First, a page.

Yemen president's office director Ahmed Awad bin Mubarak kidnapped by suspected Shia rebels

Bin Mubarak turned down prime minister position last year

Gunmen abducted the director of the Yemeni president’s office earlier today in the capital Sanaa, security officials said, amid a power struggle between rival sects.

The kidnapping of Ahmed Awad bin Mubarak, who was offered the position of prime minister that he refused in October last year, comes as Yemen remains gripped by Shia Houthi rebels, Sunni opposition and blighted by regular al-Qaeda attacks.

Officials, who spoke on a condition of anonymity as they were forbidden to speak to journalists, said gunmen suspected to be Shia rebels kidnapped bin Mubarak and his two guards when they stopped their car in the centre of the city and they claim that no ransom demands have been made.

One of the youngest politicians in Yemen, 46-year-old businessman-turned-political figure bin Mubarak emerged during the uprising that forced president Ali Abdullah Saleh to step down after 22 years as leader of Yemen – and head of North Yemen for 12 years – in a US-backed agreement after months of violence.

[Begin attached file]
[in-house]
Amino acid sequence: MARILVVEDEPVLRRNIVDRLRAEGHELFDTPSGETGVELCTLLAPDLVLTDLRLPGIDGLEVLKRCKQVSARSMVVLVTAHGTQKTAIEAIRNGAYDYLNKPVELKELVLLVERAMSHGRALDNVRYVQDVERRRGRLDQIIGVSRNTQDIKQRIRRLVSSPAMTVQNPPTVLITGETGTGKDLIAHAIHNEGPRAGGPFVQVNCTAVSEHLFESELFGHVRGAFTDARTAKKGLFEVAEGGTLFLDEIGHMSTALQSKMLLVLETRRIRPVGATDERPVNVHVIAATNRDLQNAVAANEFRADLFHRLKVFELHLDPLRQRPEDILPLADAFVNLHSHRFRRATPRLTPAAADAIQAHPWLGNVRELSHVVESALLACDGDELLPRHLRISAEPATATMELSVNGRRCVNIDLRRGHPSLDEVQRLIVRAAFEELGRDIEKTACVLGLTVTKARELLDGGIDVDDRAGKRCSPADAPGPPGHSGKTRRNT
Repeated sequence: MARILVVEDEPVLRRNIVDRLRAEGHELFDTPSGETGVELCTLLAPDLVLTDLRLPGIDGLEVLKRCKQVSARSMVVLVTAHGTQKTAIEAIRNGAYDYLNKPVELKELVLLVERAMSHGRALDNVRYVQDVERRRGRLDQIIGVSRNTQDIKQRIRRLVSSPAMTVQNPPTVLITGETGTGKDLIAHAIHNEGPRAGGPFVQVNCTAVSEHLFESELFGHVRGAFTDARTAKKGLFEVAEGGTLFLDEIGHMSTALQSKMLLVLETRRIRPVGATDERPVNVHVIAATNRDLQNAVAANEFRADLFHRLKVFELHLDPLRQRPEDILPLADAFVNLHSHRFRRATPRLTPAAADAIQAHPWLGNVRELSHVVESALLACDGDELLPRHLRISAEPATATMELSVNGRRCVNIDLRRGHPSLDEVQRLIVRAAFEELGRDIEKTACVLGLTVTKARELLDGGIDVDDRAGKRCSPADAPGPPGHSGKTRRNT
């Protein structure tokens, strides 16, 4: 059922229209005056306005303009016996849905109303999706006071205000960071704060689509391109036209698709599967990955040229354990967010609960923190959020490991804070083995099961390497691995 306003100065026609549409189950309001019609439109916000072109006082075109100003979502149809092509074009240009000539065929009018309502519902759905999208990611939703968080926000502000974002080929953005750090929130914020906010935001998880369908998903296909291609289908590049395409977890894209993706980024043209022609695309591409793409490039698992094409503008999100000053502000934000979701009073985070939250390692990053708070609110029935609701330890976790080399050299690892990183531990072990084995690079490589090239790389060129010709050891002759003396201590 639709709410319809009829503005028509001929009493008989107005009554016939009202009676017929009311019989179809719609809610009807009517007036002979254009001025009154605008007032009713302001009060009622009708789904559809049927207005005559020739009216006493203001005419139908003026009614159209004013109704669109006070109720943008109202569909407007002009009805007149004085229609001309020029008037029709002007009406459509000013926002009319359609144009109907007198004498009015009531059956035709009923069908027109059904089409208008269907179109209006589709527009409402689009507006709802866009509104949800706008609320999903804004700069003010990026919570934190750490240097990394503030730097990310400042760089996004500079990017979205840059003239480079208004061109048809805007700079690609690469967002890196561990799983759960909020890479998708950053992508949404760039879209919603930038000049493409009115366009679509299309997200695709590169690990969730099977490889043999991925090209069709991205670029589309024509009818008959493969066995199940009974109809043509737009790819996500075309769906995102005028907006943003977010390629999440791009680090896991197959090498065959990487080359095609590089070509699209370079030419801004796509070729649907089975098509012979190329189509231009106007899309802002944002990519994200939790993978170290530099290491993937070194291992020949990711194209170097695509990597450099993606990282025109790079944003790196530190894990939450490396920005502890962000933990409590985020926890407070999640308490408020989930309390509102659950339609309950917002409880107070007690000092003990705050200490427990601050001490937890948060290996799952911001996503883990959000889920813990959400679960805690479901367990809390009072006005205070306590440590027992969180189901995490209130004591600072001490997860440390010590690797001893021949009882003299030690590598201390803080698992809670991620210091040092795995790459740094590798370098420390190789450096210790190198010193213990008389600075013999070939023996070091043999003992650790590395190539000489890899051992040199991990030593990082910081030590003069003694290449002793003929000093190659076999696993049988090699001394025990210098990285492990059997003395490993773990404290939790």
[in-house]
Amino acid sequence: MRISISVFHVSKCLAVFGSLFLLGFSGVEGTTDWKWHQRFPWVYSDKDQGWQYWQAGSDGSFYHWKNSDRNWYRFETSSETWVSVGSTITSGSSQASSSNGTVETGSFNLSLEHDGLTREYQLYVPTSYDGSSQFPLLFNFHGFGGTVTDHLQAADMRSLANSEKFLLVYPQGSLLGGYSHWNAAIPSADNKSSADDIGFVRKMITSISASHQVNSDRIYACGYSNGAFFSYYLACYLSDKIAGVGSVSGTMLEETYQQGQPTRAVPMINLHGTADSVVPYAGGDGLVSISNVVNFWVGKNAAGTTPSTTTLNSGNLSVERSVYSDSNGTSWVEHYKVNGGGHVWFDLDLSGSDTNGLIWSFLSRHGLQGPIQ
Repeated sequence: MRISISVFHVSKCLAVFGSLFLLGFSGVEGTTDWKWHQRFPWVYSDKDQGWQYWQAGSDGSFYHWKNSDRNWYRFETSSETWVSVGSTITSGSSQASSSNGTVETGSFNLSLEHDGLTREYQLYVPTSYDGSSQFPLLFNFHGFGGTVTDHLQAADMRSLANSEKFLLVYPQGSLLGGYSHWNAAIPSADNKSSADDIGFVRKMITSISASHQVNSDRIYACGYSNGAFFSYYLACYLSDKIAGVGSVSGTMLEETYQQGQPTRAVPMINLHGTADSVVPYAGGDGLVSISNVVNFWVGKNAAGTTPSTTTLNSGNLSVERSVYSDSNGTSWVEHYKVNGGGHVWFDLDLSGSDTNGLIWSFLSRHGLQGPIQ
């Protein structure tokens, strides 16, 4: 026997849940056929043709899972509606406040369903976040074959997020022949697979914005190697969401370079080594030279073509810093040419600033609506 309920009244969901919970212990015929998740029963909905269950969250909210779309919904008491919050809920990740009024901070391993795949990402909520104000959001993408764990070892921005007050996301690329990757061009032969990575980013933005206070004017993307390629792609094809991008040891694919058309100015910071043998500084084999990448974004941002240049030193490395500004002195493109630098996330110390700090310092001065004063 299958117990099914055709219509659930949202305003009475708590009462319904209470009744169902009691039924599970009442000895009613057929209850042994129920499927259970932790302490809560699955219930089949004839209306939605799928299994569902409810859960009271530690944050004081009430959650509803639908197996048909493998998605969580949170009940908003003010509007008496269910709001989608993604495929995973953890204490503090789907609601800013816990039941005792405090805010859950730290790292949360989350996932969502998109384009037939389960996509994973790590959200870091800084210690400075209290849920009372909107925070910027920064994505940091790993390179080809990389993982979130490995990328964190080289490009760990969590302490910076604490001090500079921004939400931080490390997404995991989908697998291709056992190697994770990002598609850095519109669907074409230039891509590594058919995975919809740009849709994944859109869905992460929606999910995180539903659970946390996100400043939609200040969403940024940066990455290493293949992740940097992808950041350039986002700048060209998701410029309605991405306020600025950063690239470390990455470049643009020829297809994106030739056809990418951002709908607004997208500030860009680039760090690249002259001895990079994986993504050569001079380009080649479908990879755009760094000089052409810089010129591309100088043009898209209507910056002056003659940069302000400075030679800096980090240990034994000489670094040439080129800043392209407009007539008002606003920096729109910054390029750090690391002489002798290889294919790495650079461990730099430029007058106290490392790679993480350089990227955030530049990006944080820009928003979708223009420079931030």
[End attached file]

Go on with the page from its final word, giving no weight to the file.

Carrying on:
The Houthis seized large areas of Yemen last year, including Sanaa, last year as part of their protracted power struggle with President Abed Rabbo Mansour Hadi.

One source told Reuters Mr Bin Mubarak was kidnapped by the Houthis to stop him presenting a draft of the new constitution to a presidential meeting, the BBC reported.

Critics say the Houthis – who are at odds with bin Mubarak – are a proxy for Shia Iran, which the rebels deny. He reportedly turned down the role of president after the Houthis opposed him for his ties with Hadi.

Meanwhile, thousands of Yemenis demonstrated in central Sanaa against the Shia rebels in a protest called by civil society groups. They marched to the Defense Ministry, chanting: “Revolution against the Houthis! Revolution against terrorism!”

A separate protest in front of the French Embassy saw demonstrators express their outrage over the satirical Paris newspaper Charlie Hebdo depicting the Prophet Mohamed.

Additional reporting by Associated Press